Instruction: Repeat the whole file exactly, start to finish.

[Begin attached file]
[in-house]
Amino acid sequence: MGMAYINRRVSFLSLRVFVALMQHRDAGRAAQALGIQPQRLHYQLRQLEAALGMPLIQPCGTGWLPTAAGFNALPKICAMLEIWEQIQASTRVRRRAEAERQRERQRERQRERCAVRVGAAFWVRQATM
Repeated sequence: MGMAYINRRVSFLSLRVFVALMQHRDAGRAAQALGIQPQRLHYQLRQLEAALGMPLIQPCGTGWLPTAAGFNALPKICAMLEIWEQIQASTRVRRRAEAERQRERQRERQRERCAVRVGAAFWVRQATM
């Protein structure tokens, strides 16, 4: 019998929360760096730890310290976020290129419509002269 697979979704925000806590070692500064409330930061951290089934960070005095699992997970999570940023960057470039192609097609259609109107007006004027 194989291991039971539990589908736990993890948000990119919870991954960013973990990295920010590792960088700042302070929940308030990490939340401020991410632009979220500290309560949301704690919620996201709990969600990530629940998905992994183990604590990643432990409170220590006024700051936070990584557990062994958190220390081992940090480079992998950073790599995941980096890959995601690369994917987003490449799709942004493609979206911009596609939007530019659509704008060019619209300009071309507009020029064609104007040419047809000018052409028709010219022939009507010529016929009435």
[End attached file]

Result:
[in-house]
Amino acid sequence: MGMAYINRRVSFLSLRVFVALMQHRDAGRAAQALGIQPQRLHYQLRQLEAALGMPLIQPCGTGWLPTAAGFNALPKICAMLEIWEQIQASTRVRRRAEAERQRERQRERQRERCAVRVGAAFWVRQATM
Repeated sequence: MGMAYINRRVSFLSLRVFVALMQHRDAGRAAQALGIQPQRLHYQLRQLEAALGMPLIQPCGTGWLPTAAGFNALPKICAMLEIWEQIQASTRVRRRAEAERQRERQRERQRERCAVRVGAAFWVRQATM
């Protein structure tokens, strides 16, 4: 019998929360760096730890310290976020290129419509002269 697979979704925000806590070692500064409330930061951290089934960070005095699992997970999570940023960057470039192609097609259609109107007006004027 194989291991039971539990589908736990993890948000990119919870991954960013973990990295920010590792960088700042302070929940308030990490939340401020991410632009979220500290309560949301704690919620996201709990969600990530629940998905992994183990604590990643432990409170220590006024700051936070990584557990062994958190220390081992940090480079992998950073790599995941980096890959995601690369994917987003490449799709942004493609979206911009596609939007530019659509704008060019619209300009071309507009020029064609104007040419047809000018052409028709010219022939009507010529016929009435």